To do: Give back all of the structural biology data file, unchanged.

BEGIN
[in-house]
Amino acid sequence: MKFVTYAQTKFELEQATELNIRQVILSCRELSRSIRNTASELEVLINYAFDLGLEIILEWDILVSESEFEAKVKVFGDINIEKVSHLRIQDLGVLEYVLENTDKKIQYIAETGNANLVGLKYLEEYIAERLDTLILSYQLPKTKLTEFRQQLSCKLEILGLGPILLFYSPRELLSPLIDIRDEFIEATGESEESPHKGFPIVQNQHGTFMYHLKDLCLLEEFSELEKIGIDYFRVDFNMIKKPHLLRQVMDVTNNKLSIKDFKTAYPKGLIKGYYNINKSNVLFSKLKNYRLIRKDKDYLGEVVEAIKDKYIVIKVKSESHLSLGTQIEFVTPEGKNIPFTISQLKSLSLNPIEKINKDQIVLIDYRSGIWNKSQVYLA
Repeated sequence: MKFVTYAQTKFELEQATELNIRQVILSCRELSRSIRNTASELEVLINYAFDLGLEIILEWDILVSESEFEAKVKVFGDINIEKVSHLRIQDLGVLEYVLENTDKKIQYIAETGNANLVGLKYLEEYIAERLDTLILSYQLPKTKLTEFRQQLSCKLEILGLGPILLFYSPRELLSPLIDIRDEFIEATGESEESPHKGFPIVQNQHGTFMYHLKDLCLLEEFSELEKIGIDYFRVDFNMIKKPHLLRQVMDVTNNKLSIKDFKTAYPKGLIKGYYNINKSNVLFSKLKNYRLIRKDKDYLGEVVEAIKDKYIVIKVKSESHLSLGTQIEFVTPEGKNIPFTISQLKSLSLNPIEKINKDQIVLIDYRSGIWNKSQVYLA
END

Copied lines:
[in-house]
Amino acid sequence: MKFVTYAQTKFELEQATELNIRQVILSCRELSRSIRNTASELEVLINYAFDLGLEIILEWDILVSESEFEAKVKVFGDINIEKVSHLRIQDLGVLEYVLENTDKKIQYIAETGNANLVGLKYLEEYIAERLDTLILSYQLPKTKLTEFRQQLSCKLEILGLGPILLFYSPRELLSPLIDIRDEFIEATGESEESPHKGFPIVQNQHGTFMYHLKDLCLLEEFSELEKIGIDYFRVDFNMIKKPHLLRQVMDVTNNKLSIKDFKTAYPKGLIKGYYNINKSNVLFSKLKNYRLIRKDKDYLGEVVEAIKDKYIVIKVKSESHLSLGTQIEFVTPEGKNIPFTISQLKSLSLNPIEKINKDQIVLIDYRSGIWNKSQVYLA
Repeated sequence: MKFVTYAQTKFELEQATELNIRQVILSCRELSRSIRNTASELEVLINYAFDLGLEIILEWDILVSESEFEAKVKVFGDINIEKVSHLRIQDLGVLEYVLENTDKKIQYIAETGNANLVGLKYLEEYIAERLDTLILSYQLPKTKLTEFRQQLSCKLEILGLGPILLFYSPRELLSPLIDIRDEFIEATGESEESPHKGFPIVQNQHGTFMYHLKDLCLLEEFSELEKIGIDYFRVDFNMIKKPHLLRQVMDVTNNKLSIKDFKTAYPKGLIKGYYNINKSNVLFSKLKNYRLIRKDKDYLGEVVEAIKDKYIVIKVKSESHLSLGTQIEFVTPEGKNIPFTISQLKSLSLNPIEKINKDQIVLIDYRSGIWNKSQVYLA